Skip to content

CREATING MOOD IN YOUR IMAGES

Capturing a mood in your images is all about creating the feeling of being there, of taking the viewer to the location of the photo and imparting the feeling you had when the shot was taken. There are distinct elements and techniques that can be used to create mood depending on your genre of photography:

 

Family Portraits
Before you get started, think about what mood you want to convey (e.g. joy, happiness, solitude or nostalgia). In Cayman, one of the most obvious ways to create a specific mood is to use natural elements, like large rainfalls in summer, clouds, sunsets or deserted beaches. Think about the difference in mood of couple portrait in the golden sunset hour versus one at Stingray City in the bright blue seas versus children running through large rain puddles in your neighbourhood.

Lisa Reid Photography Grand Cayman Photographer
Lisa Reid Photography Grand Cayman Photographer

 

Food Photography
When it comes to creating the right mood for a restaurant or cafe, ask yourself if you want to convey a seasonal mood or a feeling for the place; a party feeling or one with a more intimate setting; or do you want to concentrate on the ingredients that inspire you? Based on what you decide, choose lights, backgrounds and props to suit that mood. If you want to create a warmer, homely mood, think darker plates, fabrics or wood elements. Another common option is a seasonal mood — spring, summer, autumn and winter all have their own characteristics which, combined with seasonal ingredients or recipes, are effective in their purpose to create an appropriate mood to make viewers identify with what they are looking at.

 

The below photos were created for the family restaurant Brussels Sprouts that serves homemade meals in a warm and cozy environment.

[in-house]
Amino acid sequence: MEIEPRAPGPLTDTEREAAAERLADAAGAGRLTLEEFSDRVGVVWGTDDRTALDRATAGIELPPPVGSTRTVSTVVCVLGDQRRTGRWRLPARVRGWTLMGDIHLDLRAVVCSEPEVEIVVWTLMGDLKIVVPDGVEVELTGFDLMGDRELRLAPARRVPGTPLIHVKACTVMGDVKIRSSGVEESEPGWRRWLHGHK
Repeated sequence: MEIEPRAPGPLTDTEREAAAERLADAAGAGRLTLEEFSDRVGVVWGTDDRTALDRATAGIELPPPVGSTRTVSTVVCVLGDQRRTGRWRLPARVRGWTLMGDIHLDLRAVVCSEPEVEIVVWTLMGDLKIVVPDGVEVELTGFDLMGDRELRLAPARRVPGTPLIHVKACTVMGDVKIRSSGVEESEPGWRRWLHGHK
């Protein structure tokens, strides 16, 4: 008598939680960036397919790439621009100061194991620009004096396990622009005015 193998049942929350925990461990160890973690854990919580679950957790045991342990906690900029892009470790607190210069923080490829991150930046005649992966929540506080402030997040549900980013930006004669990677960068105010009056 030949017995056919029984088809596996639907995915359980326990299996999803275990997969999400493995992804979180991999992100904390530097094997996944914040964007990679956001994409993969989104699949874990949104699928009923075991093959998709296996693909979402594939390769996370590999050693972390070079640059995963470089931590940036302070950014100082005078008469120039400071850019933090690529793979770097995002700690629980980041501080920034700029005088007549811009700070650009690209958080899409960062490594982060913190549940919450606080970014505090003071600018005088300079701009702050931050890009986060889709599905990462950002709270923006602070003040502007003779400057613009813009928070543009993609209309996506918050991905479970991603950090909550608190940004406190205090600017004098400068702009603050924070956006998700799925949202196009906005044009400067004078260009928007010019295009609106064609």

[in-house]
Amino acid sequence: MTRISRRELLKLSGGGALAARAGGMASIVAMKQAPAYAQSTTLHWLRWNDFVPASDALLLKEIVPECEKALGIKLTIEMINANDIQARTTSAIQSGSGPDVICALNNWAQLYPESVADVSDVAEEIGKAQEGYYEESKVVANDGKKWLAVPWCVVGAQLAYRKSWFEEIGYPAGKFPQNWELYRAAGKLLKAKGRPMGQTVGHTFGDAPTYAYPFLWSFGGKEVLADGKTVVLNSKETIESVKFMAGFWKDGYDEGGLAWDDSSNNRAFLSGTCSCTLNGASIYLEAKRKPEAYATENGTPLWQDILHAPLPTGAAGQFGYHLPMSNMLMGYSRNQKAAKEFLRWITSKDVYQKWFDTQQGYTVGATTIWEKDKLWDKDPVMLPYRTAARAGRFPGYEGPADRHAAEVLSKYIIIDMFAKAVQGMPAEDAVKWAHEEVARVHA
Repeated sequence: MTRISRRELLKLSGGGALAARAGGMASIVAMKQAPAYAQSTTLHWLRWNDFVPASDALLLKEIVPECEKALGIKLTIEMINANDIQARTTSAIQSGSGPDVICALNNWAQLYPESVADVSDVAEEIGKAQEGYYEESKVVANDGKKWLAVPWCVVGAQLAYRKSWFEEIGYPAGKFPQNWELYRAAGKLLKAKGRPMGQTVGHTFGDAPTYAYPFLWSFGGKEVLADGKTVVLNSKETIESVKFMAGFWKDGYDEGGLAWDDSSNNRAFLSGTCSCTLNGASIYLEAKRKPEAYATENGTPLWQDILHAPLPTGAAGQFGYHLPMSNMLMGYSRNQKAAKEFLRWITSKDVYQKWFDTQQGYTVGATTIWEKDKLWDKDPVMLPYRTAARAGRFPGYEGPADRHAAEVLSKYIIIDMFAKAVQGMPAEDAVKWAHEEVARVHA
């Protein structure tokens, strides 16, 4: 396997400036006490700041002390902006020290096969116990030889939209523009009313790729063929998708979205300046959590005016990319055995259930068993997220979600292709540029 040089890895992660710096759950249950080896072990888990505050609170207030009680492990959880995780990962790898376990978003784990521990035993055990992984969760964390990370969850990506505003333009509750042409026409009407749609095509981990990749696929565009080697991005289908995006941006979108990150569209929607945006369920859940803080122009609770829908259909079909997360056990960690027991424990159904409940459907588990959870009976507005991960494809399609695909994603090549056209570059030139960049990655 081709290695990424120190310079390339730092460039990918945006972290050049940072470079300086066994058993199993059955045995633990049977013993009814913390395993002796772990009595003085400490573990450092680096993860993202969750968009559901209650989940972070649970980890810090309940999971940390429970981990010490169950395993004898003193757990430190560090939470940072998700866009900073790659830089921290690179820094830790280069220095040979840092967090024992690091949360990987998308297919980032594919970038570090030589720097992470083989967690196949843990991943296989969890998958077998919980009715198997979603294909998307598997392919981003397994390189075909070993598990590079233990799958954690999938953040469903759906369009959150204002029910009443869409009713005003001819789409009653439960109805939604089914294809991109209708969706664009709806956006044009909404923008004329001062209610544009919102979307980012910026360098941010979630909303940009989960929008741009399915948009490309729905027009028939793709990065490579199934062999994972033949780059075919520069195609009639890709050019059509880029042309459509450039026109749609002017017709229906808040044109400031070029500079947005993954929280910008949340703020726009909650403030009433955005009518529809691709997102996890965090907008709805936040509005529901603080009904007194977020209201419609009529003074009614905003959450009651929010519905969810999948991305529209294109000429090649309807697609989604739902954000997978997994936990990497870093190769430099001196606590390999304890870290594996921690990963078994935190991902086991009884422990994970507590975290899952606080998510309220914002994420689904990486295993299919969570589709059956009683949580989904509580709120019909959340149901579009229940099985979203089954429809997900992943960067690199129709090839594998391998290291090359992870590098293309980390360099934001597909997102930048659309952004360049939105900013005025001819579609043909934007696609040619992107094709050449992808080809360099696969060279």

Lisa Reid Photography Grand Cayman Photographer
Lisa Reid Photography Grand Cayman Photographer

 

Corporate Portraits
While family and food photography seem obvious genres when considering mood, with personal branding or corporate portraits most people still think about the plain white headshot in a studio. These images still have their place, especially in larger businesses with the sole purpose of showing their entire staff complement, but they don't reveal much about the individual. Your personal-branding portraits should reflect your story in a memorable way to cut through the noise and make you unique in your marketplace. To achieve that, an array of different elements can be leveraged to establish a certain feel: the composition, the cropping, hair and make-up, accessories, background and facial expression all play a role in the larger whole of the image. 

As an example the headline photo is a corporate portrait of Provenance Properties Cayman Islands Sales Specialist Ewelina Cimring taken in one of the Residences at Seafire homes portrays a feeling of homeliness, warmth and approachability, while still displaying a sense of confidence and professionalism.

 

This article first appeared in the October, 2020 edition of Camana Bay Times. 

Lisa Reid Photography Grand Cayman Photographer
Lisa Reid Photography Grand Cayman Photographer